The Answer Column: What Is Price Gouging And How Is It Determined?

By Carol Tannenhauser

Several readers have written in asking for an explanation of price gouging. The possibility for it happening obviously exists as certain items in great demand because of the coronavirus pandemic have become scarce and more costly.

Question: Kay McFadden wrote: “WSR: Please dig a little to let us know how the city determines price gouging. Do inspectors look at the wholesale prices that the business paid for certain items and then what the retail was to customers? Or does the city use some kind of average pricing sheet to determine over-charging?”

Answer: On March 16, 2020, the NYC Department of Consumer and Worker Protection (DCWP) announced an emergency rule that made illegal “price gouging for any personal or household good or any service that is needed to prevent or limit the spread of or treat the new coronavirus (COVID-19),” it said in a press release. Examples of such products include:

Cleaning products
Diagnostic products and services
Disinfectants (wipes, liquids, sprays)
Face masks
Hand sanitizer
Paper towels
Rubbing alcohol

“It is illegal to increase prices of these types of goods and services by 10% or more,” the release stated.


If you raised the price of these items because it costs you more to supply them, you must provide proof to DCWP.

Be aware that any increase must be comparable. If you paid $2 more per item, you cannot charge customers $50 more.

Were you overcharged? If you think a store excessively increased the price of these items beginning in March, file a complaint online or call 311 and say “Overcharge.”

Read more of our Answer Columns here.

COLUMNS, NEWS | 14 comments | permalink
    1. m.pipik says:

      Fair enough.

      So what happened at Thomas Drugs? Did the inspectors not ask for the purchase receipts? Did the manager not have access to the receipts?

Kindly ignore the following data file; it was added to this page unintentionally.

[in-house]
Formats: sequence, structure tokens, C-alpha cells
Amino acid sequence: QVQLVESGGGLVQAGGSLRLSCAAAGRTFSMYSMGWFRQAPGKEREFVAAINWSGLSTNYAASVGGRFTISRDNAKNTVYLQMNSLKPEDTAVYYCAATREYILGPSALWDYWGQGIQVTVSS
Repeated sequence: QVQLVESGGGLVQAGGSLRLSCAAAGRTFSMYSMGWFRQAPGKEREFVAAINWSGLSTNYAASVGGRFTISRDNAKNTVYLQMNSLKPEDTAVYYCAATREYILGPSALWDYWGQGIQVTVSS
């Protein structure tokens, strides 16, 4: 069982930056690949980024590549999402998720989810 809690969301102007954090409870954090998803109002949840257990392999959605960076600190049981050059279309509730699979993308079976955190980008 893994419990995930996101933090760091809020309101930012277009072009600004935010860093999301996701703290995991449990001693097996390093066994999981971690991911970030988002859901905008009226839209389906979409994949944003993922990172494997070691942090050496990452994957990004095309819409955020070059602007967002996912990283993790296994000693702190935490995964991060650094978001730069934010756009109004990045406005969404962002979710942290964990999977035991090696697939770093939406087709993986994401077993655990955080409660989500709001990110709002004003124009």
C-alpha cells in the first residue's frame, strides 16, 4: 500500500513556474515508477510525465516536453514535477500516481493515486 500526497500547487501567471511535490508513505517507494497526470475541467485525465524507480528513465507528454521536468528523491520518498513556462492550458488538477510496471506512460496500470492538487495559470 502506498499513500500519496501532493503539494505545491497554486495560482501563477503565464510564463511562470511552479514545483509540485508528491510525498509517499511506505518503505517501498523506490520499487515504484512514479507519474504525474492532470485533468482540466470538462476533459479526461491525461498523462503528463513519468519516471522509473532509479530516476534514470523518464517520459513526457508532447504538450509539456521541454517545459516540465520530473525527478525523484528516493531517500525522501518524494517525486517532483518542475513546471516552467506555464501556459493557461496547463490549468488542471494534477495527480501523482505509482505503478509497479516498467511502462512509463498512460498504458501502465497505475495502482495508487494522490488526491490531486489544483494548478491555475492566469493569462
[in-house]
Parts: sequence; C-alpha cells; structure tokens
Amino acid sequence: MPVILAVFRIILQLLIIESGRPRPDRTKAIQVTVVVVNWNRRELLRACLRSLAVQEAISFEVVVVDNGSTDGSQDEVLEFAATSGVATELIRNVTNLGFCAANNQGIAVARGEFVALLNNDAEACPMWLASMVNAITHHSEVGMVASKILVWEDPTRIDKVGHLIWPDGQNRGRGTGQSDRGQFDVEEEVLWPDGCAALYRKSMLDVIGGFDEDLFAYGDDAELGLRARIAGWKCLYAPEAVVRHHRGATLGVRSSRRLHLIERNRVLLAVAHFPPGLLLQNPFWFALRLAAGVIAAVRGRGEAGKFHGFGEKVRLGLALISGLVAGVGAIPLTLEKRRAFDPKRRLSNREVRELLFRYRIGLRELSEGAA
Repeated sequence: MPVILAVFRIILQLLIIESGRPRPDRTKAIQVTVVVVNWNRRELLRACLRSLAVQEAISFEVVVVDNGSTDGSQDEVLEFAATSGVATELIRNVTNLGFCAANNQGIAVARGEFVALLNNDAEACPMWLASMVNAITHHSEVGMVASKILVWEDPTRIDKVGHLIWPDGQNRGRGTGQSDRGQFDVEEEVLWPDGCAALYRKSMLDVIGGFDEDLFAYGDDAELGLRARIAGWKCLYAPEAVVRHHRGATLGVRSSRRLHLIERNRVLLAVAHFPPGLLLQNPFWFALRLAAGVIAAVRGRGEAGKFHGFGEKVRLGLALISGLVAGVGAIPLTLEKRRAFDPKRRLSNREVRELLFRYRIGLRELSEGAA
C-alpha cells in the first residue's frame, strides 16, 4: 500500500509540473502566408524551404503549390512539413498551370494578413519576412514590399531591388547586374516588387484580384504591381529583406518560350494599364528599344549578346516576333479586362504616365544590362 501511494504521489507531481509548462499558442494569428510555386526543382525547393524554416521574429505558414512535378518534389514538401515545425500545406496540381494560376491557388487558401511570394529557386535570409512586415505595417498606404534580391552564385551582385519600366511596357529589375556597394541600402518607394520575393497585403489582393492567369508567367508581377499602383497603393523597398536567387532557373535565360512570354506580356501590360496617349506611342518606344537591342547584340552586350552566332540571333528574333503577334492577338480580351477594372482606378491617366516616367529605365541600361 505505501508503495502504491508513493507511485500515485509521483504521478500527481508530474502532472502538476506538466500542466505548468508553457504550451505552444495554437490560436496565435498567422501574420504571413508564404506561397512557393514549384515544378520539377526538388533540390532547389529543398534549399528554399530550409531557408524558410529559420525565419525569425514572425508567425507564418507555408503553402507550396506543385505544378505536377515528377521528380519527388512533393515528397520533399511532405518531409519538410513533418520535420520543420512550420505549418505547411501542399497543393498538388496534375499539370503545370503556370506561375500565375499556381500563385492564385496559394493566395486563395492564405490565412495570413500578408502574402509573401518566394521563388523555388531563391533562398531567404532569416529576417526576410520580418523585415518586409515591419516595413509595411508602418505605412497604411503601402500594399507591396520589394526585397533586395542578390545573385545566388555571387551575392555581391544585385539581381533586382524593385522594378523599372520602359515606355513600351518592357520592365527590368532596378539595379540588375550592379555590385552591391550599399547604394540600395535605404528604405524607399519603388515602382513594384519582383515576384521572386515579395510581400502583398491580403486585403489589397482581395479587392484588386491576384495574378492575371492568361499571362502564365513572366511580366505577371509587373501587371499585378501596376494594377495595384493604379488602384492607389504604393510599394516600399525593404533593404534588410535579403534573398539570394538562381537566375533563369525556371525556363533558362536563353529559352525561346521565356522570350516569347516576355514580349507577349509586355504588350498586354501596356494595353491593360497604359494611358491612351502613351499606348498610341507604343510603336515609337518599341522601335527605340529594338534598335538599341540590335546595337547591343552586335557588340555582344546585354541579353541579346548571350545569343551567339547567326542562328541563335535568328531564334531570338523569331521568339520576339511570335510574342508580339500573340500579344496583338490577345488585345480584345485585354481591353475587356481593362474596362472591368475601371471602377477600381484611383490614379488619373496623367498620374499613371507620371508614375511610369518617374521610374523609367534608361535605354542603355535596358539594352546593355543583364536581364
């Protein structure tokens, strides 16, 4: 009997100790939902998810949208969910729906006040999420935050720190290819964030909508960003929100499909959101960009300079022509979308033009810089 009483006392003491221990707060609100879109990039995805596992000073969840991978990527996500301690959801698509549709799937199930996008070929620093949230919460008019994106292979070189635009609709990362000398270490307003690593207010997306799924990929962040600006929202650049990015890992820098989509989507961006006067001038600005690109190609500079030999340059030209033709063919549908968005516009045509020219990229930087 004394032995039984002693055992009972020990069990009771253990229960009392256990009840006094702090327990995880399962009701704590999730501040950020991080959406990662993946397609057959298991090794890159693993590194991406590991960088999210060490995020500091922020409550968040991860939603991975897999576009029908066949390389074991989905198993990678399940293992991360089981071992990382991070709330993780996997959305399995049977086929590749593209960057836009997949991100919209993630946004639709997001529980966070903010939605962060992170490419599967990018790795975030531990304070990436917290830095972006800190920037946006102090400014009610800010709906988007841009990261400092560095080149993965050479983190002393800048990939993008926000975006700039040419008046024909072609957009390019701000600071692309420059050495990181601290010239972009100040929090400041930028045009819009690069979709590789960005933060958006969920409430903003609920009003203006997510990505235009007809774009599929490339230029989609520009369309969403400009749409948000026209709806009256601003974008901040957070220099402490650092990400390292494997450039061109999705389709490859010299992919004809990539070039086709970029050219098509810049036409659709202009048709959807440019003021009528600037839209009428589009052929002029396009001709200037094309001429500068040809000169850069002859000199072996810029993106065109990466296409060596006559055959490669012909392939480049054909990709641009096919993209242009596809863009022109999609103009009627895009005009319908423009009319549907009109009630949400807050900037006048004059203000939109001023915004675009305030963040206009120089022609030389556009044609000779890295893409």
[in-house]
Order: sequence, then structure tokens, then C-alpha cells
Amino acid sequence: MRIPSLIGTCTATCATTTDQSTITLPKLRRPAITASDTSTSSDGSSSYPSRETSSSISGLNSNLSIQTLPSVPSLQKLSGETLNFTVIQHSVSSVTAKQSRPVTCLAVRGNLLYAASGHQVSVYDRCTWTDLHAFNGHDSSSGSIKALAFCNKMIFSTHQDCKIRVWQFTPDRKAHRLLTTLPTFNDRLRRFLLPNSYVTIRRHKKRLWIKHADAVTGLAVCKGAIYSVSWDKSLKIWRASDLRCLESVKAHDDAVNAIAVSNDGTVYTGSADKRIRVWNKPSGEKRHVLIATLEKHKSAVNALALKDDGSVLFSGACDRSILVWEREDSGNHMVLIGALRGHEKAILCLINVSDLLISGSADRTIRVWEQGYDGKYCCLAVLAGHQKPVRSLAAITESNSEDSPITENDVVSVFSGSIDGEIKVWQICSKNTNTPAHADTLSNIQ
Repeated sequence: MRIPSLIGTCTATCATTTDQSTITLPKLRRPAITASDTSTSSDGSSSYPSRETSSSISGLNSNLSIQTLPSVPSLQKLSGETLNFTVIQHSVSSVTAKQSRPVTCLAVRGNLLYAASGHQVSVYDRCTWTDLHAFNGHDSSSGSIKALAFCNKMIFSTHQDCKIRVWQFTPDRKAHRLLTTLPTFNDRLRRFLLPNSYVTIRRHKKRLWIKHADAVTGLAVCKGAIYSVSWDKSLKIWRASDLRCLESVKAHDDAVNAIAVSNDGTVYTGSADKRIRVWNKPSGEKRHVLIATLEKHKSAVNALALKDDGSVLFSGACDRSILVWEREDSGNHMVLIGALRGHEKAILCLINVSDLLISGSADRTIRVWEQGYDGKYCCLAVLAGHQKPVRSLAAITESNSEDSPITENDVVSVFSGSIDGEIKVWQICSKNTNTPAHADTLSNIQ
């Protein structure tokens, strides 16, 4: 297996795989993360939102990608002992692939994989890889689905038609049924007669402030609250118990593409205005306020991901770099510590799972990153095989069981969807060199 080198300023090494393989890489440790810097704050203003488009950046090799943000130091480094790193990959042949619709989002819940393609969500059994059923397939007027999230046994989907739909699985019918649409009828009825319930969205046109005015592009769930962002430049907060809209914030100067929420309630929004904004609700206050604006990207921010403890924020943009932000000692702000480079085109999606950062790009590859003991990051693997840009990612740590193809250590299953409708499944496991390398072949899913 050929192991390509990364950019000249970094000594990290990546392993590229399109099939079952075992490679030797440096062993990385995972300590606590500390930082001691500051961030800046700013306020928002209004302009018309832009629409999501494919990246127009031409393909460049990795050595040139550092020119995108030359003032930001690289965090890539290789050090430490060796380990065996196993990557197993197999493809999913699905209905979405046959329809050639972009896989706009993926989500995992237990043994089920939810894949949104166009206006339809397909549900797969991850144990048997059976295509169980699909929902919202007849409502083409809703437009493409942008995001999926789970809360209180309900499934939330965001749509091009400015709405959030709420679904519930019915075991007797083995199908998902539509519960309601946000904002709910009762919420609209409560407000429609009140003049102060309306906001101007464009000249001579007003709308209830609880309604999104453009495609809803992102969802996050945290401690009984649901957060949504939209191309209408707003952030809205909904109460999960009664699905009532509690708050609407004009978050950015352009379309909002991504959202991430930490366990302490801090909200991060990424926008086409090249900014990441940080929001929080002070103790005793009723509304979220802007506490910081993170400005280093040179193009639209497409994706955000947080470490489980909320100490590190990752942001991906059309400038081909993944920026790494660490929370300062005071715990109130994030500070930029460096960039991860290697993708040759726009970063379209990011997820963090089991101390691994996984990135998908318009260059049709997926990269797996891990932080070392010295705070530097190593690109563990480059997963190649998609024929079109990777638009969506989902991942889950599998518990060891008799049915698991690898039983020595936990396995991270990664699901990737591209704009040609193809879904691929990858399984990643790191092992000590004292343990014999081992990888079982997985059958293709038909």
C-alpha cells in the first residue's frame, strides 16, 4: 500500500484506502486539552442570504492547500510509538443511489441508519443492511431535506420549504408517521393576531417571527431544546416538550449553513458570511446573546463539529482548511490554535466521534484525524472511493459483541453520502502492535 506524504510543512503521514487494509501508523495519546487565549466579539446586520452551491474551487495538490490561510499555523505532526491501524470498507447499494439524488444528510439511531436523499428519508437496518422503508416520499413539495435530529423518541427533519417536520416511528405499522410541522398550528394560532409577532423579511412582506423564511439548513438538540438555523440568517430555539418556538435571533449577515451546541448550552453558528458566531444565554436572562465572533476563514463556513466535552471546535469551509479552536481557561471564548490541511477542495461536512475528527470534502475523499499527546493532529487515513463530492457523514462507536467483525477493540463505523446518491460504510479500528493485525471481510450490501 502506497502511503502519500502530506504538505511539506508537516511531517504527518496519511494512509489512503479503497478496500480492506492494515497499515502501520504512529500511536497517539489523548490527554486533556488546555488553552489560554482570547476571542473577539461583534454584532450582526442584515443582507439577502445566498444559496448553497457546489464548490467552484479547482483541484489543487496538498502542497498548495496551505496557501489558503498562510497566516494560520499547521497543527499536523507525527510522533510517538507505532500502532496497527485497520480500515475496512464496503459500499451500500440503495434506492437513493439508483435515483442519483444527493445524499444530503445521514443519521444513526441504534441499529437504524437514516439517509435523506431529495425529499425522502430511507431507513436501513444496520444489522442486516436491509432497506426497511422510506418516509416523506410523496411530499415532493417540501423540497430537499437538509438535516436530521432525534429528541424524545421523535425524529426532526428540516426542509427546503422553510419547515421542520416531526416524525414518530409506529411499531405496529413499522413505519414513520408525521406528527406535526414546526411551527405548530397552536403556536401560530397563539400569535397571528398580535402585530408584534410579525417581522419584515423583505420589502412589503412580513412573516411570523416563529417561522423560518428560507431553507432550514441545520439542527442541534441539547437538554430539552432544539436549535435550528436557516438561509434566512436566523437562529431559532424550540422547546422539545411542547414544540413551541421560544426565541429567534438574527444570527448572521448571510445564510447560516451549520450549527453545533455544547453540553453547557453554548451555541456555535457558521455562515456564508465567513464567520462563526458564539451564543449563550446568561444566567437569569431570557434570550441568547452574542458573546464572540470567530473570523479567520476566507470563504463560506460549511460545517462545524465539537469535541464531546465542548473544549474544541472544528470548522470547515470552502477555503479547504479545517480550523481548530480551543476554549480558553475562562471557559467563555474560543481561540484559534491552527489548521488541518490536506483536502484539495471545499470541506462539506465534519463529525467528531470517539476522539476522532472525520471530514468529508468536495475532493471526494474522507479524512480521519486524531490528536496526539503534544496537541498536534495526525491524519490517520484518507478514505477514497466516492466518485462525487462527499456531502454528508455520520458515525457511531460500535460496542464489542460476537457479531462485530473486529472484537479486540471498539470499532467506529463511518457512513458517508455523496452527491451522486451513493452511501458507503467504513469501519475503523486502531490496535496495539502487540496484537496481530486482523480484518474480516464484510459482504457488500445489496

Were stores previously made aware that they have to provide documentation for increases and that they should have copies of the relevant purchases on hand?

    2. Mark Moore says:

      Mani has big bottles of hand sanitizer for $5.

    3. G says:

      do our federal taxes count as price gouging now?

    4. Marion Thunberg says:

      Toilet paper???

    5. Ish Kabibble says:

      The market on 74th and Amsterdam charged me $18 for a 3-pack of masks. Not sure if that qualifies, but I would think it does. I’m all for supporting small businesses, but I thought this was awful. Full disclosure: I reluctantly made the purchase.

    6. PTFLynn says:

      IMO Amazon resellers and other online sellers are the worst offenders. The feds should shut them down and/or fine them with big $$$ penalties.

      • BG says:

        Amazon bans sellers from price gouging and one can report possible offenders to Amazon.

        • lynn says:

          When I couldn’t find TP in my neighborhood I took a look at Amazon and came across an 8 pack of Charmin labeled available/ready for shipping, but in the notes it stated that the package or the contents may be damaged. Funny but not funny. Is Amazon so big that they’ve completely lost control of their 3rd party sellers?

        • Gabe says:

          Amazon doesn’t allow price gouging? Go to Amazon and search for toilet paper. Let me know when you find the way to report price gouging to them (hint, you can’t because they’re dipping their fingers into that profit too)

    7. Kathleen says:

      Interesting toilet paper not on the list. Just saying.

    8. Suzanne says:

      3 weeks ago a dozen eggs at West Side Market was 1.99- yesterday they were 4.99
      Just like to know why? Maybe staff or delivery costs have skyrocketed?


      cvs rite aid columbus ave 96st amsterdam 96 st price gouging toilet paper pack of 4 20 bucks

    10. Tovah says:

      Matto coffee such a nice place is charging $30 for a box of masks and -$15 for latex gloves. I was surprised.